"The records chronicle the American Social Health (originally "Hygiene") Association's efforts to control and prevent venereal disease, prostitution, and drug addiction through educational, legal, and medical measures. The records reflect considerable interaction with the armed forces, particularly during periods of war or full mobilization. Field reports document conditions in individual cities and the influence of housing, recreation, sanitation, and other factors on vice and public health. Financial sections reflect the development of federated fund-raising and its impact on a national association's program. Activities of longtime executives and staff members William Snow, C. Walter Clarke, Bascom Johnson, and Paul Kinsie are extensively documented. Also included are extensive files of printed materials on social hygiene produced by ASHA."
"...is a digital library collection that brings a unique set of resources from Harvard’s libraries to Internet users everywhere. Offering valuable insights to students of the history of medicine and to researchers seeking an historical context for current epidemiology, the collection contributes to the understanding of the global, social–history, and public–policy implications of disease. Contagion is also a unique social–history resource for students of many ages and disciplines."
"Disability is an aspect of human experience that crosses all boundaries of race, class and gender, and it leaves a trail in all societies, everywhere. Our Collections aim to reveal the rich possibilities and directions disability history offers as a means to study our collective human experience."
"Florence Rena Sabin (1871-1953) was an American anatomist and medical researcher. Her excellent and innovative work on the origins of the lymphatic system, blood cells, and immune system cells, and on the pathology of tuberculosis was well-recognized during her lifetime. She was also a trailblazer for women in science: the first woman to hold a full professorship at Johns Hopkins School of Medicine, the first woman elected to the National Academy of Sciences, and the first woman to head a department at the Rockefeller Institute for Medical Research. In her retirement years, she pursued a second career as a public health activist in Colorado, and in 1951 received a Lasker Award for this work."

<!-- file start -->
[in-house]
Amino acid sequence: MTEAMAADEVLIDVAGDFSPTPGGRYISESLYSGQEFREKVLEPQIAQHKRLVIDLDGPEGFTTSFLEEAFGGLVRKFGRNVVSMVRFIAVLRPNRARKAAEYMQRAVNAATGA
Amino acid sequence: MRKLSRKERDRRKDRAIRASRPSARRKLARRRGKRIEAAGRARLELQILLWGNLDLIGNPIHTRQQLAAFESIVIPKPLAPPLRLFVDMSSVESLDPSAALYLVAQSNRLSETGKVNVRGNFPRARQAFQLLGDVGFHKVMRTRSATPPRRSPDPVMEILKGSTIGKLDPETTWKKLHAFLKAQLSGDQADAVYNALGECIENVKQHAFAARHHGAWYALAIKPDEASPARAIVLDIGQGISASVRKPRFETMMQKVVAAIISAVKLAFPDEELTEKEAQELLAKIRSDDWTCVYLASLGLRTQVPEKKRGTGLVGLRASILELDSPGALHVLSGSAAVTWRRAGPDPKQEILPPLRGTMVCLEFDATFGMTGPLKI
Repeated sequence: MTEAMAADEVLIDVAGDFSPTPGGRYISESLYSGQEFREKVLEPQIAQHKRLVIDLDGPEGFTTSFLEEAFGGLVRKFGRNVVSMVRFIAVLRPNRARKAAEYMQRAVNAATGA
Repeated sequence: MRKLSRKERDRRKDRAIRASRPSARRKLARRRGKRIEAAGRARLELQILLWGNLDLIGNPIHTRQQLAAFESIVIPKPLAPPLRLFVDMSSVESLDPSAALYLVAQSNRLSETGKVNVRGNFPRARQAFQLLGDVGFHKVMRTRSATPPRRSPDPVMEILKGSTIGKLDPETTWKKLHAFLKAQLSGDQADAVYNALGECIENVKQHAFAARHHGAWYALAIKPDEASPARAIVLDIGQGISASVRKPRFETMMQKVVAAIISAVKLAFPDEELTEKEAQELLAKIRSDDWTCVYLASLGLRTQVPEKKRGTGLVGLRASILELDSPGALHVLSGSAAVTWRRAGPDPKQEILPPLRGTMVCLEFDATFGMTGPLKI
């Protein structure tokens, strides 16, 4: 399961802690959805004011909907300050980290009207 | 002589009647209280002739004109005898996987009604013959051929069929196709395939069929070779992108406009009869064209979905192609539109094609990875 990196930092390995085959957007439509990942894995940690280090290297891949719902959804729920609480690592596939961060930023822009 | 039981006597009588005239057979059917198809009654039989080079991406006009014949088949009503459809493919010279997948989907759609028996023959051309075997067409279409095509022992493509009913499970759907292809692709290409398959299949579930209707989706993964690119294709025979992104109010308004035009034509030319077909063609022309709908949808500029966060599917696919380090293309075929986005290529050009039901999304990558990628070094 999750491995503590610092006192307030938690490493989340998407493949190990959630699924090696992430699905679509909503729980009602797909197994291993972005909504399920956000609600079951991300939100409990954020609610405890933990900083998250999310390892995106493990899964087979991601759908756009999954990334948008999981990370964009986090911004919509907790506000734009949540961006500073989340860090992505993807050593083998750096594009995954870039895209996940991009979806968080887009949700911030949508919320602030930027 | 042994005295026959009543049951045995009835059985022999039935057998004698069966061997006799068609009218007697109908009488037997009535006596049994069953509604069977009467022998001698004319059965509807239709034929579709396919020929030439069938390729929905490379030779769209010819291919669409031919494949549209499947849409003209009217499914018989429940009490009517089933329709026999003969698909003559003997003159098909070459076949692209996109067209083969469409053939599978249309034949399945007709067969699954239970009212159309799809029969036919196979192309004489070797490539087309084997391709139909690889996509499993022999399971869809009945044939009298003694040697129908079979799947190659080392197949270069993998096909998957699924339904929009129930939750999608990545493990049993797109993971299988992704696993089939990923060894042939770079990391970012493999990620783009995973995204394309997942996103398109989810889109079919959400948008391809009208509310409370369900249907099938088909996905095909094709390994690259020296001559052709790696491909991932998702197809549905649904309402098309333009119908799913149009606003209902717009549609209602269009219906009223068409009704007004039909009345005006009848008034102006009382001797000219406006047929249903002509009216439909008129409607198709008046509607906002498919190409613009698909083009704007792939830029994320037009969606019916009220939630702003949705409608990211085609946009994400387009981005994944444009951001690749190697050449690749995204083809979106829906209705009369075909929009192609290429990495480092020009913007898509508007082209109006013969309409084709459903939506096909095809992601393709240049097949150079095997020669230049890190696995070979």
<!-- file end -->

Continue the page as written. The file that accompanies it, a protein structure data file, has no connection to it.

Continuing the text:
"The History of Vaccines is an award-winning informational, educational website created by The College of Physicians of Philadelphia, one of the oldest medical societies in the United States." The site includes an image gallery with images ranging from the pre-1700s to the present.
"...is a core electronic collection of books and journals in Home Economics and related disciplines. Titles published between 1850 and 1950 were selected and ranked by teams of scholars for their great historical importance. The first phase of this project focused on books published between 1850 and 1925 and a small number of journals. Future phases of the project will include books published between 1926 and 1950, as well as additional journals. The full text of these materials, as well as bibliographies and essays on the wide array of subjects relating to Home Economics, are all freely accessible on this site. This is the first time a collection of this scale and scope has been made available." Cornell University
"Over 600 advertising items and publications dating from 1850 to 1920, illustrating the rise of consumer culture and the birth of a professionalized advertising industry in the United States." Duke University Digital Collections
Digital Collections provides access to the National Library of Medicine's distinctive digital content in the areas of biomedicine, health care and the history of medicine. Our unique digital collections are freely available for download worldwide and in the public domain unless otherwise indicated.
"An archive of 14 million documents created by tobacco companies about their advertising, manufacturing, marketing, scientific research and political activities, hosted by the UCSF Library and Center for Knowledge Management. "
" "Posters have been a powerful force in shaping public opinion because propagandists have long known that visual impressions are extremely strong. People may forget a newspaper article but most remember a picture. A pamphlet or a newspaper can be thrown away, unread; the radio or television turned off; films or political meetings not attended. But everyone at some time or other notices messages when walking or driving, or sees posters on bulletin boards in offices, hospitals, clinics or pharmacies. The main objective of posters, as with other communications media is to influence attitudes, to sell a product or service or to change behavior patterns. Public health posters are clearly in the third category, their purpose being to alter the consciousness of the public to bring about an improvement in health practices."
-- William H. Helfand, To Your Health: An Exhibition of Posters for Contemporary Public Health Issues, National Library of Medicine "
"This collection consists of correspondence, scrapbooks, clippings, college records, images, diaries, publications and ephemera documenting the history of women physicians beginning with the first medical school for women, Woman's Medical College of Pennsylvania (WMCP). "